Table 14.

Correlations
US Unemployment rate US Mortgage rate
US Unemployment rate Pearson Correlation 1 .261
Sig. (2-tailed) .001
N 146 146
US Mortgage rate Pearson Correlation .261** 1
Sig. (2-tailed) .001
N 146 146

Regression

The model summary table below (Table 15) shows that the mortgage rate and the unemployment rate have strong relationship (R = 0.261). R-square indicates that the mortgage rate explains 6.8% of the variation in the unemployment rate (R2 = 0.261, p = 0.001).

Table 15.

Model Summary: Mortgage Rate
Model R R Square Adjusted R Square Std. Error of the Estimate Change Statistics
R Square Change F Change df1 df2 Sig. F Change
1 .261a .068 .062 1.55340 .068 10.503 1 144 .001

The ANOVA analysis reveals that the regression model is statistically significant in predicting the influence of the mortgage rate on the unemployment rate, F(1,144) = 10.5.3, p = 0.001).

Table 16.

ANOVA
Model Sum of Squares df Mean Square F Sig.
1 Regression 25.346 1 25.346 10.503 .001
Residual 347.484 144 2.413
Total 372.830 145

The regression coefficients indicate that a unit increase in the mortgage rate results in an increase of unemployment by 0.135 (p = 0.001).

Table 17.

Mortgage Rate Coefficients
Model Unstandardized Coefficients Standardized Coefficients t Sig. 95.0% Confidence Interval for B
B Std. Error Beta Lower Bound Upper Bound
1 (Constant) 5.258 .387 13.579 .000 4.492 6.023
US Mortgage rate .135 .042 .261 3.241 .001 .053 .217

Therefore, the regression test rejects the null hypothesis that mortgage rate has statistically significant effect on the unemployment rate in the United States (R2 = 0.261, p = 0.001).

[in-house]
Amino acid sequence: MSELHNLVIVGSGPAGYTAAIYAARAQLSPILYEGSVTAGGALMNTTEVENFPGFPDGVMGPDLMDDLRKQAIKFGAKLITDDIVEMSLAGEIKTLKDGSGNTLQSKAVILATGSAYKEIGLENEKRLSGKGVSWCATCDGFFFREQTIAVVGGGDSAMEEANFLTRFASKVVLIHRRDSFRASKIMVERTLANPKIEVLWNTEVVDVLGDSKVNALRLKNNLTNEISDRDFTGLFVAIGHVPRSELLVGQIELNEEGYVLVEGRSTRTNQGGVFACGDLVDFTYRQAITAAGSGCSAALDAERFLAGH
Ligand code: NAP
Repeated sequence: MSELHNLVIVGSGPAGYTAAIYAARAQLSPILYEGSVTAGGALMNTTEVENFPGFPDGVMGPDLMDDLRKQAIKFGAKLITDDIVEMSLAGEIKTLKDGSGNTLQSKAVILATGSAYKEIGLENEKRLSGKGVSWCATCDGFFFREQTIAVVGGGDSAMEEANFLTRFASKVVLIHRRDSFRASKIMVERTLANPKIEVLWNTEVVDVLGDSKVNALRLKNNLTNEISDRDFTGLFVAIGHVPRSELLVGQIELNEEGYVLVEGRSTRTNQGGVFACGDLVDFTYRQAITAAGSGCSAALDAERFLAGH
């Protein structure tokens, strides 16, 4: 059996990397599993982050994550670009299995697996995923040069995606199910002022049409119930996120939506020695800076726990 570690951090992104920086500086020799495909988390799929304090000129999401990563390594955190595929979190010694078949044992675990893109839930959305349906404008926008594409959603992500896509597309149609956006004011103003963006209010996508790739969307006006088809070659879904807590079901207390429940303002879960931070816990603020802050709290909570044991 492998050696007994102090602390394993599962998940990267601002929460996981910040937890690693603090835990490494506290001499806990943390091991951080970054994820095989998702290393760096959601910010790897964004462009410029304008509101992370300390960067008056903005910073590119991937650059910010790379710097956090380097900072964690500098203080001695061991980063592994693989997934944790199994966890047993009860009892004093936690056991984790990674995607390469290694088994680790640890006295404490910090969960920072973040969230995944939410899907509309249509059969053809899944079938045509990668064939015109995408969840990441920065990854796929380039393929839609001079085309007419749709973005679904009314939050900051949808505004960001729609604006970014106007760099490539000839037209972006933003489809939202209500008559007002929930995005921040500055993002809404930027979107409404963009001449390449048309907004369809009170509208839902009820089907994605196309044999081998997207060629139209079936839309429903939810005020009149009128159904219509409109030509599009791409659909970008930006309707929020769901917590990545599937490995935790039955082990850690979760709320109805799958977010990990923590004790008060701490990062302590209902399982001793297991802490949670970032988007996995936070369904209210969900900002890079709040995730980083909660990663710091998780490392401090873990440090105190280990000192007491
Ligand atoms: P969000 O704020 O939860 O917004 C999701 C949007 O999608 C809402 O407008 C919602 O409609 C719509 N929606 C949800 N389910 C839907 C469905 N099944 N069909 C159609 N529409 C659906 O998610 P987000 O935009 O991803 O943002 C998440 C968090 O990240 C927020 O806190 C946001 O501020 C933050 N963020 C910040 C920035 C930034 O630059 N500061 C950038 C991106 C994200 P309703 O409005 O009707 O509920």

The Collective Effect Independent Variables

Multiple Regression Analysis

Multiple regression analysis shows that gross domestic product, inflation rate, income growth rate, and mortgage rate have moderate relationship with the unemployment rate (R = 0.343). R-square coefficient shows that gross domestic product, inflation rate, income growth rate, and mortgage rate collectively explain 11.7% of the variation in the unemployment rate (R2 = 0.117, p = 0.001).

Table 18.

Model Summary
Model R R Square Adjusted R Square Std. Error of the Estimate Change Statistics
R Square Change F Change df1 df2 Sig. F Change
1 .343a .117 .092 1.5276720 .117 4.688 4 141 .001

Stepwise analysis of different variables indicates that the regression model comprising gross domestic product, inflation rate, income growth rate, and mortgage rate on the unemployment rate as predictors of the unemployment rate has the lowest significance value. In this view, the regression model depicts that the collective influence of gross domestic product, inflation rate, income growth rate, and mortgage rate on the unemployment rate is statistically significant (p = 0.001).

Table 19.

ANOVA
Model Sum of Squares df Mean Square F Sig.
1 Regression 43.766 4 10.942 4.688 .001b
Residual 329.063 141 2.334
Total 372.830 145

The regression coefficients shows that the mortgage rate (p = 0.000), the income growth (p = 0.040), and the inflation rate (p = 0.47) are statistically significant predictors of the unemployment rate in the United States (p < 0.05). However, the regression analysis reveal that the GDP growth is a statistically insignificant predictor of the unemployment rate in the United States (p = 0.896).